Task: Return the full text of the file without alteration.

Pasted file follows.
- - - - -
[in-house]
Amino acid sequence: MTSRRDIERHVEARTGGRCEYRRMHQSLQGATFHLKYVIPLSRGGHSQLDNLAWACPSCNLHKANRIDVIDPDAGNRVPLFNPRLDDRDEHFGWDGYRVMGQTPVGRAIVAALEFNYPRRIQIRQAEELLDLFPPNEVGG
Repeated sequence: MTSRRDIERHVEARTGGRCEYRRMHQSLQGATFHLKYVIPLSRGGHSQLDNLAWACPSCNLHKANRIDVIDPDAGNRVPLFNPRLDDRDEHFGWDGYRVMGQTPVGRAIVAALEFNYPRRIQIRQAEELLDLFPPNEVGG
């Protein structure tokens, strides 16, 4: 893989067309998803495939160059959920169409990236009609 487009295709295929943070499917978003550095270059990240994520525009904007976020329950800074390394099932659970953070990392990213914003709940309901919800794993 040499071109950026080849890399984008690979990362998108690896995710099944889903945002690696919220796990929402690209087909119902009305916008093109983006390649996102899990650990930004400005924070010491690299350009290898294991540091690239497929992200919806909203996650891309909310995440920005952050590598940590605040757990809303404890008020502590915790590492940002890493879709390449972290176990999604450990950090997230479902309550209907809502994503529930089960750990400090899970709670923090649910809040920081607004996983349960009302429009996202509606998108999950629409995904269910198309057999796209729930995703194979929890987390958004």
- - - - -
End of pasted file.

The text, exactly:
[in-house]
Amino acid sequence: MTSRRDIERHVEARTGGRCEYRRMHQSLQGATFHLKYVIPLSRGGHSQLDNLAWACPSCNLHKANRIDVIDPDAGNRVPLFNPRLDDRDEHFGWDGYRVMGQTPVGRAIVAALEFNYPRRIQIRQAEELLDLFPPNEVGG
Repeated sequence: MTSRRDIERHVEARTGGRCEYRRMHQSLQGATFHLKYVIPLSRGGHSQLDNLAWACPSCNLHKANRIDVIDPDAGNRVPLFNPRLDDRDEHFGWDGYRVMGQTPVGRAIVAALEFNYPRRIQIRQAEELLDLFPPNEVGG
């Protein structure tokens, strides 16, 4: 893989067309998803495939160059959920169409990236009609 487009295709295929943070499917978003550095270059990240994520525009904007976020329950800074390394099932659970953070990392990213914003709940309901919800794993 040499071109950026080849890399984008690979990362998108690896995710099944889903945002690696919220796990929402690209087909119902009305916008093109983006390649996102899990650990930004400005924070010491690299350009290898294991540091690239497929992200919806909203996650891309909310995440920005952050590598940590605040757990809303404890008020502590915790590492940002890493879709390449972290176990999604450990950090997230479902309550209907809502994503529930089960750990400090899970709670923090649910809040920081607004996983349960009302429009996202509606998108999950629409995904269910198309057999796209729930995703194979929890987390958004």